Referring in greater detail to FIG. 3., the input may be obtained from a high power Nd:glass laser and propagates along the beam path 10. The frequency of this beam is the fundamental frequency of approximately 1.06 micrometers in the case of a Nd:glass laser. This is red light as defined above. This system of the type II doubler crystal 12 and a type II tripler crystal 14, disposed along the beam path 10, outputs the frequency three times the fundamental frequency which may be referred to as the third harmonic, 3fl. This output is directed to a target, such as a laser fusion fuel pellet. The tripled frequency beam is blue as discussed above.

The polarization angle θp of approximately 35 with respect to the ordinary direction of polarization in the doubler crystal 12 (the horizontal direction as shown in FIG. 3) may be obtained by locating the crystal such that its ordinary polarization direction is at approximately 35 to the polarization direction of the linearly polarized input beam at the fundamental frequency f1. Alternatively a wave plate may be used having a half-wave retardation for the fundamental frequency, with its fast axis at approximately 27.5 from the extraordinary (e) direction of the doubler crystal 12 (the vertical as shown in FIG. 3) or 62.5 from the ordinary (o) direction of the doubler crystal 12. The use of such a wave plate to provide the requisite polarization angle of the input beam is discussed hereinafter in connection with FIG. 6. The matching angle θm and the azimuthal angle φm are optimal for the material of the doubler crystal 12 and the wavelengths of the laser beams. The thickness of the crystal 12 is also optimal considering the azimuthual angle φm for harmonic generation in the doubler crystal 12. These optimal angles and lengths are normally provided in crystals furnished from the manufacturers. They may also be determined from the well known equations governing the operation of the crystals which may be found in the above referenced literature.

The orientation of the polarization direction of the input beams of frequency f1 provides for the passage of a portion of the fundamental frequency energy of the beam through the doubler crystal 12 which is not converted into the second harmonic, 2f1 energy. This unconverted fundamental energy appears mostly in the ordinary direction of the doubler crystal. The doubled component 2f1 appears in the extraordinary polarization direction of the doubler crystal. There is of course residual energy at the fundamental and harmonic frequencies which passes through both the doubler and tripler crystals without contributing to the generation of the third harmonic component. These are not shown to simplify the illustration. Also neglected, for purposes of simplification are losses in the crystals. These losses are relatively small, and theoretically may be about 4% of the input energy for KDP crystals.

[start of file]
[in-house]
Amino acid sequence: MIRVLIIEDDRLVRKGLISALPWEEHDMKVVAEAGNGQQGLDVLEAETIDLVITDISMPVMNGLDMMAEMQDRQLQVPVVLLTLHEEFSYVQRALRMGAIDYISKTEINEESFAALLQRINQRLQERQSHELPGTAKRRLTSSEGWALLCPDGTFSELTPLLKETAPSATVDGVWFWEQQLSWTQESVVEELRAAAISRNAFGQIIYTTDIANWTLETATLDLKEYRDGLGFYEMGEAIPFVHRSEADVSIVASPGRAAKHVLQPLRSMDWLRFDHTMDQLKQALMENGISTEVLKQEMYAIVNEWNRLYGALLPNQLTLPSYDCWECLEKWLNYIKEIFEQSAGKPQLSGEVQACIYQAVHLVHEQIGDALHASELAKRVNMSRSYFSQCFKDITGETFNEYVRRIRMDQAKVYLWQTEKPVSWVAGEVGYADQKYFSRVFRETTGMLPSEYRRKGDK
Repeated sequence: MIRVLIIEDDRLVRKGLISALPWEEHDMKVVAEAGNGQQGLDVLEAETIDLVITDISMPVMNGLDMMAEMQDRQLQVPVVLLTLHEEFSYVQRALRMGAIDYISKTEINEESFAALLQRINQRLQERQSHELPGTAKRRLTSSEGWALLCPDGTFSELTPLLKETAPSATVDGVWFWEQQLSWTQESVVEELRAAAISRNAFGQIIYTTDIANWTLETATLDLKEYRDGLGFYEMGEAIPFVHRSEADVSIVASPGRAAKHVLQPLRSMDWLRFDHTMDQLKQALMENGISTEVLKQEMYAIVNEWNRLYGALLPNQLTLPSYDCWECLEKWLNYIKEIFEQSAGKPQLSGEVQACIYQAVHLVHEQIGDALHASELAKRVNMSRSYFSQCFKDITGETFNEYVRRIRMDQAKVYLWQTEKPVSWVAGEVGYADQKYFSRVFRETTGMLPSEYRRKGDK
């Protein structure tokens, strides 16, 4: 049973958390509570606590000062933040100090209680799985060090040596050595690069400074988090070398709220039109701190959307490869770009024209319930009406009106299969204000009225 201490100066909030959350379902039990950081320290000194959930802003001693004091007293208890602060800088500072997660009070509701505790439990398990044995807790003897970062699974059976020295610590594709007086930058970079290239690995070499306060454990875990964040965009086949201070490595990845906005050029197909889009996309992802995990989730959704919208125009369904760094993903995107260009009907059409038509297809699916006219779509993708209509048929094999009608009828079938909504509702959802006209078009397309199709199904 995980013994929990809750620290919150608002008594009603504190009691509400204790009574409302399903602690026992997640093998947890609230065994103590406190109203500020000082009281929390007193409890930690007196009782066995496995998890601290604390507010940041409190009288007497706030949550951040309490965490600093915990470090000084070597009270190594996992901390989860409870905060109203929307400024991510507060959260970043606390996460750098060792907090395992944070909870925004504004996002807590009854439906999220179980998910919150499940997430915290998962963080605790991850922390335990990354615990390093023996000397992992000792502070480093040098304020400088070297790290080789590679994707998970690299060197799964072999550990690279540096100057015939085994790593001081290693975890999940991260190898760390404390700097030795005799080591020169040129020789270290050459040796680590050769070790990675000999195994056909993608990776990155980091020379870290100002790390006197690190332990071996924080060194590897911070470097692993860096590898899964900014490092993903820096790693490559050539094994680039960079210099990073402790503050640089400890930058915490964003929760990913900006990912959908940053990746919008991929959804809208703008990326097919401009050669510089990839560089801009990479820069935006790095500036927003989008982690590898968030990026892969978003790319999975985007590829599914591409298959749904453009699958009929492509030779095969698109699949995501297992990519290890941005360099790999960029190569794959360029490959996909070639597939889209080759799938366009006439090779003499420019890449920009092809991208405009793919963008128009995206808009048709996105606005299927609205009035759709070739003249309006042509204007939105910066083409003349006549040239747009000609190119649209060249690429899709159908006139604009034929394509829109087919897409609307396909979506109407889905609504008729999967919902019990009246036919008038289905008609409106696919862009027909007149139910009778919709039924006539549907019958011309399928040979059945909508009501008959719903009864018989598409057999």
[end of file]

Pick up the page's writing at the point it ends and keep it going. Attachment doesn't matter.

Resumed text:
Inasmuch as the doubled or second harmonic component, 2f1, is at the higher frequency, it is higher in energy than the fundamental component. The energy relationships in terms of the intensity of the fundamental to the second harmonic are, as shown in FIG. 1, one to two. There is one second harmonic photon, albeit of higher energy, for each fundamental photon. This is the optimal relationship for combination of these photons into the third harmonic photons in the tripler crystal 14. Moreover, the polarization directions of the fundamental and second harmonic components are orthogonal. The tripler crystal 14 is therefore aligned with its ordinary axis parallel to the second harmonic polarization component 2f1, and its extraordinary axis parallel to the direction of the fundamental components f1. These components combine and mix in the tripler crystal to produce the third harmonic 3f1, or blue light, which is linearly polarized in the extraordinary direction for the tripler crystal 14. The tripler crystal 14 is also arranged with respect to direction of propagation of the laser beam 10, so that the angles θm and φm are the proper angles for phase matching considering the frequency of the second harmonic or green light which emanates from the doubler crystal. The matching angle θm in the tripler crystal is within approximately 2 of the matching angle in the doubler crystal.

It will be appreciated that a substantially flat efficiency versus intensity curve for the doubler crystal may also be obtained using an optimal polarization angle at 45 and detuning the doubler crystal by changing the deviation Δθ from the phase matching angle. For example FIG. 2 illustrates that a deviation Δθ of approximately 800 microradians provides a substantially flat efficiency versus intensity curve from approximately 60 to 70% efficiency between 2.5 and 6 GW/cm2 for the crystal depicted in FIG. 2. However, as described in the above referenced application filed in the name of Stephen D. Jacobs, corrector wave plates are required and the system becomes more sensitive to beam divergence or misalignment than in the case of the preferred embodiment shown in FIG. 3. The preferred embodiment is also relatively insensitive to non-uniformity of crystal thickness and will tolerate divergence and alignment errors due to mechanical misalignment or temperature variations. If necessary due to operating conditions, both crystals 12 and 14 may be temperature controlled, for example, by placing them within jackets through which cooling fluid passes.

Referring next to FIG. 4, there is shown a system using a type I doubler crystal 22 and a type II tripler crystal 24. An orthogonality corrector wave plate 26, which imposes a half wavelength retardation for the fundamental and a full wavelength retardation for the second harmonic, is deposed in the beam path between the doubler and tripler crystals 22 and 24. The design of such orthogonality corrector wave plates 26, such as quartz crystals, which serve as retarders having different retardation for different wavelengths is known in the optical engineering art (see for example Lu and Loper, Journal of the Optical Society of America, 65, 3, 248 (1975) and Gerchanobskiaya, Optical Technology, 41, 3, 185 (1974)).